Stepping into the lobby of the Grand Hyatt New York, visitors can’t help but be aware of the most visible evidence of the hotel’s recently concluded, multi-year, $130 million renovation. There, in the middle of the lofty space, sit two dramatic, dream-like, 10-foot tall, white marble sculptures by Barcelona-based sculptor Jaume Plensa.
The choice of Plensa’s work was a particularly bold one on the part of Bentel & Bentel, the architecture and design firm charged with the lobby transformation. The sculptures convey an almost Buddha-like calm at the same time the Grand Hyatt itself sits on top of Grand Central Station, one of midtown Manhattan’s most heavily trafficked, often chaotic locations.
Yet New York is also one of the world’s great art centers, so it’s fitting that that the Grand Hyatt chose to showcase the work of a world-class artist. In fact, another serene Plensa marble head—this one 44-feet tall—drew accolades last summer when it was installed in the city’s Madison Square Park.
Hyatt Hotels & Resorts executives Mark Pardue and Matthew Adams appreciate the halo effect the choice of Plensa brings not only to the new lobby, but to the retooling of the hotel as a whole. Built as the Commodore Hotel in 1919, the hotel was re-flagged as the Grand Hyatt in 1980. Pardue, the hotel’s general manager, speaks of the property’s “dramatic new look,” while Adams, who is area VP and managing director for Hyatt in New York, views the renovation as a “rebirth and reshaping of a New York landmark.”
Yet the new lobby was only the concluding chapter in an upgrade that also saw all 1,306 of the hotel’s guestrooms and suites redone, a new restaurant, a gourmet grab-and-go food concept, concierge-level lounge and event space introduced, and ballrooms and other meeting venues revitalized.
Nor was Bentel & Bentel the only design firm involved. Given the scope of the project, Bentel & Bentel was put in charge of the new restaurant, grab-and-go outlet and meeting and event venues, including the new Gallery on Lex, as well as the lobby. Looney & Associates oversaw the design of the majority of guestrooms and suites as well as the Empire Ballroom, while George Wong Design created the interiors for four premier suites and the concierge level lounge.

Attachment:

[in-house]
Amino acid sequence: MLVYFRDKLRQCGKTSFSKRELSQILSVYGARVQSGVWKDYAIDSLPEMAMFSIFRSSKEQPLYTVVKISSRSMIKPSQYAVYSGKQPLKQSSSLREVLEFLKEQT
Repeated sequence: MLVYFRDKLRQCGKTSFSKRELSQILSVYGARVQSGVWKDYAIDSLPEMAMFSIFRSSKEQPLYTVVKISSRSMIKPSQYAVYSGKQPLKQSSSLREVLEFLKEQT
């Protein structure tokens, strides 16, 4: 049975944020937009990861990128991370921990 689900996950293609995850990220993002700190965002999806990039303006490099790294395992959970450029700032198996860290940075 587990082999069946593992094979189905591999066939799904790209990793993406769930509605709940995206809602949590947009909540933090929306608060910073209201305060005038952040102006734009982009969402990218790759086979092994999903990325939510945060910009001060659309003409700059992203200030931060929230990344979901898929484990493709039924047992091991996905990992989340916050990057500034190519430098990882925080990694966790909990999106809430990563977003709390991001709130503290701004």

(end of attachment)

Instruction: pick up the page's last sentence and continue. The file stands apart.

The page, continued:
Working with three design firms on different aspects of the renovation gave Hyatt Hotels & Resorts the opportunity to tap into three different design sensibilities. Yet the firms chosen shared a certain sensibility, according to Carol Bentel, a principal at Bentel & Bentel. “We have a similar design philosophy. We believe in clean lines, the use of enduring materials, and a preference for handsome colors and tones,” Bentel noted.
David Rogers, director of operations for Looney & Associates, agreed. “There was just enough interaction between the firms during the process to maintain a thread of design continuity through the entire building,” he said. “Because the firms hold a compatible design aesthetic, we were able to work toward the same goals for the hotel.”
Being responsible for all aspects of a project has its advantages and disadvantages as does being responsible for only select components, noted George Wong, president of George Wong Design. “Both approaches have merit. A drawback to using multiple designers might be a lack of consistency throughout the project. But then again, a change of tempo to the overall composition of a project is actually a benefit when it adds complexity and sophistication,” Wong explained.
Both Rogers and Wong noted that the scope of the Grand Hyatt project tipped the scales in favor of the multi-designer approach. “This was such a huge undertaking that our firm would have needed to form multiple teams in order to design the entire project,” Rogers said. “Hyatt was wise to distribute the work, which in the end, yielded a rich outcome from the input of many creative minds.”
Added Wong: “As long as the breakout of responsibility is clearly defined and compartmentalized as was the case here, we don’t see any drawback at all.”
As with any project, large or small, designers tend to have aspects of their work that they’re particularly proud of. Such was the case with Bentel, Rogers and Wong. Bentel focused on her firm’s work on New York Central, the hotel’s new 6,000-sq.-ft. restaurant. The space occupied by the restaurant was already well known to New Yorkers because it dramatically juts out from the side of the building above the sidewalk on 42nd St.